Captain Arthur Frank Swain RN (1947–2011) Obituary
Ex Chilton Cantelo head boy Captain Arthur Frank Swain has sadly died aged 64 after a long spell of ill health in London on 30th September, 2011.
A message from Chris Thomas-Peter regarding the funeral that was held on 20th October at Mortlake Crematorium
A good turn out of ex-CCH pupils: Richard Barnes, Adrian Brooking-Clark, Dave Wilson, Chris Thomas-Peter, Rupert Scott,Fiona Black (Frazer), Helen Cartier-Knox nee Mathieson and of course Arthur’s sister Patricia Swain. Condolences were passed on from Gerald Cramer, Nick Smith, David Cater, Mike Brake, Glen McLean, Brian Thomas-Peter and Genia Sarafian, all of whom either live abroad or were abroad at the time. A moving ceremony was followed by a gathering of family, friends, colleagues and old school friends at a local hostelry. Arthur had been in poor health for some time and he was fondly remembered by all.
David Wilson’s funeral address in the memory of Arthur Frank Swain. April 29th 1947–September 30 2011
When Patricia asked me to say something today I readily agreed thinking that I would do my best to honour Art’s memory. After all I had known him at school, been to his and Ita’s wedding, saw him from time to time over the years and in the last 18 months had seen him at least twice a month.
But the more I thought about it the more difficult the task became. Who was this Arthur Swain who moved in and out of peoples’ lives? Our lives are lived to some extent in compartments but Art’s seemed to be more distinct and less transferable.
We all remember a man of great energy, vigour and a zest for life – always restless when constrained by authority and the petty rules of bureaucracy, warm-hearted and generous, keen to be part of the pack but not at one with it. You have only to look at group photographs to remember his penchant for hats worn in inappropriate circumstances to realise that.
He was the life and soul of the party or as the Navy would say “a good run ashore”.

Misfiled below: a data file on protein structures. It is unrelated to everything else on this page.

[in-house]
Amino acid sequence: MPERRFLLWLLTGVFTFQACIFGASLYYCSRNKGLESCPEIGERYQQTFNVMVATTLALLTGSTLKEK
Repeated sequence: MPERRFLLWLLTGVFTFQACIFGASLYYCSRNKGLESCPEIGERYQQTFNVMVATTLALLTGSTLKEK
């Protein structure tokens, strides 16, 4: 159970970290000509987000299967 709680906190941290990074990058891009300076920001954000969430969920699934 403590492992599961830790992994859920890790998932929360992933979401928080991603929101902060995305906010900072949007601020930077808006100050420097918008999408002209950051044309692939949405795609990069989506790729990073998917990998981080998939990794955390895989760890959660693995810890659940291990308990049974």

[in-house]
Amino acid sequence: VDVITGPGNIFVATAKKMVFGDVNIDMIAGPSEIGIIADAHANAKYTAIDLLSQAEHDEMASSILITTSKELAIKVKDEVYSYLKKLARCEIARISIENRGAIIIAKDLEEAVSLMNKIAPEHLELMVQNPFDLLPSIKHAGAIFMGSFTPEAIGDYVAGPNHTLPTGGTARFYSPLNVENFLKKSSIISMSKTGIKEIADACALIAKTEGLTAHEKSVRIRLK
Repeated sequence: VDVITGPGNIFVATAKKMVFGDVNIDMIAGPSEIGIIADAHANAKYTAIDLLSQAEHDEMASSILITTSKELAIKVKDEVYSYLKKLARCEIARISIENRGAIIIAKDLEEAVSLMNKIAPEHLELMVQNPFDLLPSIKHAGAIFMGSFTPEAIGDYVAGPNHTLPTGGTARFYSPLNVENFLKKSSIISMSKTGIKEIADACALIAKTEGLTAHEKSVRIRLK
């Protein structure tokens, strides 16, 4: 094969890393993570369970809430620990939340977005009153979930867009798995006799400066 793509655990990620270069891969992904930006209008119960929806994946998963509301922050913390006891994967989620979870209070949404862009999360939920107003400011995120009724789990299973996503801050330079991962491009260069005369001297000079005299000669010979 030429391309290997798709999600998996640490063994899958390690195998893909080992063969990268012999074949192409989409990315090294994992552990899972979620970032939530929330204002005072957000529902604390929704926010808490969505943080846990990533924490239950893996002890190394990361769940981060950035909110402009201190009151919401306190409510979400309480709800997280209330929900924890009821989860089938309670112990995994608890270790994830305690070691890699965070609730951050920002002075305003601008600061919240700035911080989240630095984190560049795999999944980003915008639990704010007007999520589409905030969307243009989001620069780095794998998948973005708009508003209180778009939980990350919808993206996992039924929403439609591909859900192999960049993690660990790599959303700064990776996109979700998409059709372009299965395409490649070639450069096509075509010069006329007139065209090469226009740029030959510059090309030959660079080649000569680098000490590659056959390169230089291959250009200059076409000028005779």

So what shaped this man?
Born 29th April 1947 in Antofagasta, Northern Chile, his parents Arthur and Virginia had three children, Francis, Arthur and Patricia. His childhood was spent in a small and close community of mixed nationalities, the self-contained and self-sustaining settlement of Chuqui based around the copper mine which was one of the largest in Chile.
Weekends were spent exploring the desert, camping, hunting and fishing. There were also trips to Europe and London.
Trisha sent me some photos of these early days one of which seemed to capture some of the essence of the place. It was a picture of Art’s parents in The Workshop. Father was repairing something at his work bench, his mother in an easy chair with a glass of wine and cigarette. Hunting rifles and woodworking tools hung on the wall behind hinting of adventure and self reliance. This was a place of wide open spaces and distant snow-capped peaks.
Art talked fondly of going hunting with his father and also his first pickup truck.
On one occasion when they had returned with a duck that his mother roasted in the oven the next day, the young Art opened the oven door and said “ I told you not to let Daddy shoot you” As Trisha said he was always such a softie. She also describes this as a very happy time but somewhat cut short as they were sent off at 14 to boarding school in England. His father was also in the Navy during the War and was accused by their mother of trying to run the family home like a battleship. Family meals were important and lapses in table manners frowned upon, often being greeted with the comment “That sort of behaviour wouldn’t do at the Savoy”. This made a great impression on the young Art, as years later when he received his first pay cheque from the Navy he went straight up to London and checked himself into the Savoy, blowing a months salary in a weekend.
His first school in England was in Sussex I think, to prepare for the Common Entrance exam and this is where he first came under the wing of Donald and Audrey Beaton, Mrs Beaton being his guardian in the UK. This was the start of a long friendship with the Beaton family.
After Sussex came Chilton Cantelo School near Yeovil in Somerset. Chilton was quite a progressive school in the 60s. Established by Captain and Mrs Cotes-James to provide an alternative to the traditional boarding school, it met a gap in the market for the education of “The Baby Boomers” which of course we all are. Chilton had a very relaxed regime under the eccentric and mainly benign eye of the Cotes-Jameses: few rules, co-educational, no specified uniform except a tie and a requirement for clean shoes. Art thrived, pushing the few boundaries that existed even further, but finally turning from poacher to gamekeeper by getting made Head Boy.
Chilton had a gliding Club, Sea Cadets were compulsory and the roar of Sea Vixens and later Buccaneers were a constant sound track to school life as we were on the Yeovilton flight path. I think his destiny was becoming pretty clear by then.
The Navy provided the technical skills for him to earn a living doing the thing he loved most – flying.